Fri | Oct 20, 2017

US eyes on Ja's drugs links - New deputy American Navy officer for the region to aim at more than seizures

Published:Sunday | August 6, 2017 | 12:00 AMRyon Jones
Chief of Defence Staff, Major General Rocky Meade (left) and Rear Admiral Stephanie Keck of the United States Navy.
Kulkarni
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Stephanie Keck, rear admiral of the United States Navy, has warned that Jamaica remains on the Americans radar as a transit point for narcotics in the Western Hemisphere.

In its latest International Narcotics Control Strategy Report, the US State Department named Jamaica among 22 countries worldwide considered major drug-producing or major drug-transit countries.

According to the report released in March: "Drugs flow from and through Jamaica by maritime conveyance, air freight, human couriers, and private aircraft. Marijuana and cocaine are trafficked from and through Jamaica into other Caribbean nations, the United States, Canada, and the United Kingdom.

"Jamaica is a transit point for cocaine moving from Central America to the United States, and some drug trafficking organisations exchange Jamaican marijuana for cocaine."

Now Keck, who will be the deputy commander of the American Navy team that deals with illicit trafficking operations, intelligence coordination, security corporation for the US Southern Command, which includes Jamaica, says narcotics remains a serious problem on this side of the world.

She told The Sunday Gleaner that when she takes up her post in October she intends to focus on the networks that are moving the illegal drugs, as she intends to have the task force doing more than interdiction.

 

WORKING TOGETHER

 

"Yes, I have seen that Jamaica is considered one of the transit points, and so yes, it is on the radar," said Keck. "But what [we will do] specifically, I don't know yet."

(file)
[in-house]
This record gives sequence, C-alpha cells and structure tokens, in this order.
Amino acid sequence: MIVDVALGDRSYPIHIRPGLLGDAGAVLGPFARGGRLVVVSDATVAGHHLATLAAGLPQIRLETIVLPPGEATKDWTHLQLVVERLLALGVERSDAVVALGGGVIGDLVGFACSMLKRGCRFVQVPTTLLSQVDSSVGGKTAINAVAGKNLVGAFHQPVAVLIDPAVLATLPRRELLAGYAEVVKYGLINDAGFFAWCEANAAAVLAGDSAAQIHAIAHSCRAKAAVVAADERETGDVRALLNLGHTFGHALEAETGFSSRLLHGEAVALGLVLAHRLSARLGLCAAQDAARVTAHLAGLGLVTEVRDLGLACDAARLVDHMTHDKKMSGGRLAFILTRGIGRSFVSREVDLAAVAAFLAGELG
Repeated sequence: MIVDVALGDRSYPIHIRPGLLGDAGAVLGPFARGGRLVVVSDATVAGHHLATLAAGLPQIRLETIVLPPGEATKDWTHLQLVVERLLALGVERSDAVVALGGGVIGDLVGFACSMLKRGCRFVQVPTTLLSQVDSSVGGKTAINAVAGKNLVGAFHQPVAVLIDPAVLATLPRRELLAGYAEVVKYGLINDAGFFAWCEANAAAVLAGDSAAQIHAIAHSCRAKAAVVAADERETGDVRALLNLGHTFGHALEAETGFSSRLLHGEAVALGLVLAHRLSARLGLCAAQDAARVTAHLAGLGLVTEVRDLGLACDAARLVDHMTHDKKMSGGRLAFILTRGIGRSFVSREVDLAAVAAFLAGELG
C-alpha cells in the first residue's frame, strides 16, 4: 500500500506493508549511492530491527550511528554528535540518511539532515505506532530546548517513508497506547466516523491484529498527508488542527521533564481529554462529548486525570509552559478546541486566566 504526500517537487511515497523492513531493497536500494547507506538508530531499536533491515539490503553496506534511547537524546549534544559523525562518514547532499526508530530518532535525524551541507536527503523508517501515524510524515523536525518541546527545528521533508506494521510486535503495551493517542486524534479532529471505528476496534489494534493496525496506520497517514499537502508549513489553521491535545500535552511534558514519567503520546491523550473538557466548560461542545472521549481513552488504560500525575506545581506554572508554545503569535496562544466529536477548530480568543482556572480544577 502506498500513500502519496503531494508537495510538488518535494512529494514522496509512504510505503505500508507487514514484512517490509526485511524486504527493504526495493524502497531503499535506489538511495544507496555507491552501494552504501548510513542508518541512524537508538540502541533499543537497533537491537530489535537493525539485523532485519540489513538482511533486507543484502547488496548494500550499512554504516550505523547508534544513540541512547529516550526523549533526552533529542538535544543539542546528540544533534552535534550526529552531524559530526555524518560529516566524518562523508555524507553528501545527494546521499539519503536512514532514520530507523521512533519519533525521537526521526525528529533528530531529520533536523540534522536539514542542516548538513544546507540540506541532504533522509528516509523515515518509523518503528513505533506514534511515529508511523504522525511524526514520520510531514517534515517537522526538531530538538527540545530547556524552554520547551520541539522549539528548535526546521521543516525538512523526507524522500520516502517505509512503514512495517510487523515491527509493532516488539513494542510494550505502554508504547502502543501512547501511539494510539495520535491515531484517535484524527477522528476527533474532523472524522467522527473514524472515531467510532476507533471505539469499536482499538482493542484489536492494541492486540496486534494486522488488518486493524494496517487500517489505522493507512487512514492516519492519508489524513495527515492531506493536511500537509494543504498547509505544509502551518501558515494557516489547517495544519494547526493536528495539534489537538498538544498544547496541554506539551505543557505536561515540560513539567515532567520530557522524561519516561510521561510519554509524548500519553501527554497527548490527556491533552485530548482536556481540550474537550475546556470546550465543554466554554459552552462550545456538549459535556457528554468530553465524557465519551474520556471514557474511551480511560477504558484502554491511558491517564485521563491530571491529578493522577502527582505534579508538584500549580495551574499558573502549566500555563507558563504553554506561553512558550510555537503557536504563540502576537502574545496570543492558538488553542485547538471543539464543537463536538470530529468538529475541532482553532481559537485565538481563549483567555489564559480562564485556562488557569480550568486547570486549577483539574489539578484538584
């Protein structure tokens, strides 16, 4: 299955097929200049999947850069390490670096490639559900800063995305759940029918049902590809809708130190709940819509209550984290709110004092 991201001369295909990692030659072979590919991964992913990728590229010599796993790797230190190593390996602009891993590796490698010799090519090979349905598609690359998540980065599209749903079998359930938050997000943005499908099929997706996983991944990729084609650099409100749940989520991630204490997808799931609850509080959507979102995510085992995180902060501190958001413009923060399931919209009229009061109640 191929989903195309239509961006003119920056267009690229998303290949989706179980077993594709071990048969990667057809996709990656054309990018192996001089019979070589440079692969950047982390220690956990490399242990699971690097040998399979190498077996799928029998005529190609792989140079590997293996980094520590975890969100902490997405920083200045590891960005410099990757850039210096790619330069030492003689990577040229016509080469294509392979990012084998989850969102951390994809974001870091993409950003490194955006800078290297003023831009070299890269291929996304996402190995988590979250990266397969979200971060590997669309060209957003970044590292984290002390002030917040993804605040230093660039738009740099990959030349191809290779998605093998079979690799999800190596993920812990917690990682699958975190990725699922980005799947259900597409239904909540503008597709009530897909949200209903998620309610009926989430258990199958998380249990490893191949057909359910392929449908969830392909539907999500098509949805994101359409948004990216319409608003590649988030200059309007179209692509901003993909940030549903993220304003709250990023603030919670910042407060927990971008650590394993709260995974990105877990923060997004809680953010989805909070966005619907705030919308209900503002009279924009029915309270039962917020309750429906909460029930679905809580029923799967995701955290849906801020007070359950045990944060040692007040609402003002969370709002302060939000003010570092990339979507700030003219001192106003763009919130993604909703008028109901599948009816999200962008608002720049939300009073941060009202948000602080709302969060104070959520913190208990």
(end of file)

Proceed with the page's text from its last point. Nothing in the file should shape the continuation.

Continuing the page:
Keck was one of 15 newly promoted US military general officers who made a two-day visit to the island last week, during which they attended a reception with the Jamaica Defence Force and met with the ministries of national security and foreign affairs.

In addition to Jamaica, the US general officers visited Colombia, CuraÁao and Mexico as part of the CAPSTONE curriculum, which helps newly appointed army officers prepare for high-level joint inter-agency, inter-governmental, and multinational responsibilities.

"The main thing that they try to understand is how the different pieces work together between, for example, the Ministry of National Security, the Ministry of Foreign Affairs, the US Embassy; so how we all combine these different elements to try and say disrupt international narcotics trafficking as one example," US Embassy counsellor for public affairs to Jamaica, Sri Kulkarni, told The Sunday Gleaner.

"So having that understanding from where they sit, for example, in Miami, will give them better perspective to plan deployment of resources and how we can cooperate and collaborate in order to fight these problems together," added Kulkarni.

 

JAMAICA'S ROLE

 

He argued that Jamaica has a very important role to play due to its geographic proximity as well as the regional issues and, therefore, the US will continue to support the nation as a leader in the Caribbean.

"The problem definitely is a serious one here, and it is one of our top priorities to disrupt all of these criminal networks; narcotics trafficking, lotto scammers, and other transnational crimes," said Kulkarni.

"If we can do that successfully here it is going to be better for Jamaica and better for the United States."

During the general officers' meeting with Security Minister Robert Montague last Thursday, he shared with them a historical perspective of how crime and violence came to be such a serious issue in Jamaica before underlining some of the weaknesses hampering efforts to tackle the issue.

"The minister highlighted the weaknesses that we are trying to fill, such as increasing the capacity of the police force by increasing the training capabilities to balance the attrition rate, which would be a message being sent that we need support," said Dianne McIntosh, permanent secretary in the Ministry of National Security.

"There was also reference to technology because we are building out our technology capacity as we are moving into a much more digital transformed security environment. So I hope they would have taken that message away and continue the support that they have been giving Jamaica."

ryon.jones@gleanerjm.com